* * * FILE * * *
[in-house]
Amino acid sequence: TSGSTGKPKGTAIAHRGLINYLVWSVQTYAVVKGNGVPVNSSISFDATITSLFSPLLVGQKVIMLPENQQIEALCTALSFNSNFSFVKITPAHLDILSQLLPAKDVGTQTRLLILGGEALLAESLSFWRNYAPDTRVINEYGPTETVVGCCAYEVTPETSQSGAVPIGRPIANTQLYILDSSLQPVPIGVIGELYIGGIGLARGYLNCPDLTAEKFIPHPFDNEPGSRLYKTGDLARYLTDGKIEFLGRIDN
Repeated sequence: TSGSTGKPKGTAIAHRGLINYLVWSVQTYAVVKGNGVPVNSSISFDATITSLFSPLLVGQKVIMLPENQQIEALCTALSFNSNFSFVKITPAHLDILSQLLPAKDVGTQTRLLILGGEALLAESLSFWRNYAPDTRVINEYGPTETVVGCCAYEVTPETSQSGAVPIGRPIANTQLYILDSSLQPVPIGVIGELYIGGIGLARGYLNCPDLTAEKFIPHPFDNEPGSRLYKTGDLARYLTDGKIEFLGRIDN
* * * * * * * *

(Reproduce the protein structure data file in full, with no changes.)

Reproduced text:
[in-house]
Amino acid sequence: TSGSTGKPKGTAIAHRGLINYLVWSVQTYAVVKGNGVPVNSSISFDATITSLFSPLLVGQKVIMLPENQQIEALCTALSFNSNFSFVKITPAHLDILSQLLPAKDVGTQTRLLILGGEALLAESLSFWRNYAPDTRVINEYGPTETVVGCCAYEVTPETSQSGAVPIGRPIANTQLYILDSSLQPVPIGVIGELYIGGIGLARGYLNCPDLTAEKFIPHPFDNEPGSRLYKTGDLARYLTDGKIEFLGRIDN
Repeated sequence: TSGSTGKPKGTAIAHRGLINYLVWSVQTYAVVKGNGVPVNSSISFDATITSLFSPLLVGQKVIMLPENQQIEALCTALSFNSNFSFVKITPAHLDILSQLLPAKDVGTQTRLLILGGEALLAESLSFWRNYAPDTRVINEYGPTETVVGCCAYEVTPETSQSGAVPIGRPIANTQLYILDSSLQPVPIGVIGELYIGGIGLARGYLNCPDLTAEKFIPHPFDNEPGSRLYKTGDLARYLTDGKIEFLGRIDN